While I was there I was able to visit Bambilor (a small community about 40 kilometres from Senegal’s capital Dakar), where Forum Civil had organised a gathering of citizens and civil society organisations. People had travelled fair distances to come together and discuss how to fight corruption in the land sector. I took this as a positive sign that there are good leaders in those communities who are able to mobilise people to come forward with legitimate demands.
Moreover, these people trust Forum Civil to put their recommendations to those in power and get results. What really struck me is the way the Forum Civil staff and volunteers really listen to people’s concerns and then try to help find solutions. This is a very interesting time in that citizens are ready to fight corruption.
Is corruption high on the agenda?
I met with President Sall and I was particularly interested to hear how he will act on his promises to curb corruption. Corruption was high on the agenda before the elections, but the electoral period brought it to the fore and corruption became a daily issue in the country. President Sall has already laid out a very strong and comprehensive statement regarding corruption and what should be done about it, which was highly welcomed by the people.
What does the new government have to do to curb corruption?
Based on our past experience of countries around the world, the most important thing now is to move on the actions that have been identified as important, and to do so quickly, before corruption forces move into high gear to try and prevent reform. The government must ensure that the justice system is functioning independently, so that there is no impunity for those who are found guilty of corruption.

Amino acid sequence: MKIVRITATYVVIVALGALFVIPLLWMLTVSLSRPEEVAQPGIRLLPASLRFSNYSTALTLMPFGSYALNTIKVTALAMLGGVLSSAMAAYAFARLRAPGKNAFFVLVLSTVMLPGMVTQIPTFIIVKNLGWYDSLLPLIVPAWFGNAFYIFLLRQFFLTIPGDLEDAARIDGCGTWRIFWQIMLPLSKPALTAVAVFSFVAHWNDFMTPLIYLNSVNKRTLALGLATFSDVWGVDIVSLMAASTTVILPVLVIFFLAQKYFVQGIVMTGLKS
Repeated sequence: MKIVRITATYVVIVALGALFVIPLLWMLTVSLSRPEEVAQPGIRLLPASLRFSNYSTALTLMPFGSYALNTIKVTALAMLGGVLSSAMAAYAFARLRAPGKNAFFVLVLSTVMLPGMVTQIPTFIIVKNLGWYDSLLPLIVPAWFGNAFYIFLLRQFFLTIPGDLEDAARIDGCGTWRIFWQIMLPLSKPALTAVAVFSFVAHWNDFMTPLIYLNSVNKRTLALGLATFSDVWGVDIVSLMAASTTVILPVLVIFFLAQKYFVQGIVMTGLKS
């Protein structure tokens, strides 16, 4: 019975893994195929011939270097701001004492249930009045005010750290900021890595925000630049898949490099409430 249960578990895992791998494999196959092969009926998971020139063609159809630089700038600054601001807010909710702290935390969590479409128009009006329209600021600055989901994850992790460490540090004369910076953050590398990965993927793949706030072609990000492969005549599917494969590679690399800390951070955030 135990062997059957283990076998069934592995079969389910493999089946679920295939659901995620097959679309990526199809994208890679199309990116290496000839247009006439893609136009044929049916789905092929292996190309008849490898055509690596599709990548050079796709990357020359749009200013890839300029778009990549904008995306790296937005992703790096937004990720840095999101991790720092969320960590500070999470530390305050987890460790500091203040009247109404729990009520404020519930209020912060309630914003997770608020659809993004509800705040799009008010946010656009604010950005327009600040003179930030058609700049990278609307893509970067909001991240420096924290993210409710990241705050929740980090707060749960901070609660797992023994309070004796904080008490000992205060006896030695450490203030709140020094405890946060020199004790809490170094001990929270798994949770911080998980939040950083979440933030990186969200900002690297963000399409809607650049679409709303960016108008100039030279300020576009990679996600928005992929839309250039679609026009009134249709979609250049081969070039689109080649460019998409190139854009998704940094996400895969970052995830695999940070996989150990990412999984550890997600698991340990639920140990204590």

How can the international community help Senegal curb corruption?
The Senegalese government has indicated that it wants to deal with stolen assets. This is an important issue for the world community to work with this new government. The government needs to move quickly on this too, first by undertaking appropriate audits and investigations within Senegal and by working simultaneously with countries where it is likely that these assets are located. I understand that this work has already been initiated. It will be important for the Senegalese justice to take its full course. The government should not be deterred by the pressure that will inevitably come. That would be a recognition that impunity is acceptable – which is never the case.
What can ordinary Senegalese people do?
I think that the people must not take corruption as a given. They need to come together and ensure that they work with their local and national governments to identify the problems and to find solutions. They should not accept paying bribes in order to access services which should be free. They should not tolerate impunity; they should not accept that corruption is a way of life. It is not, and should not be.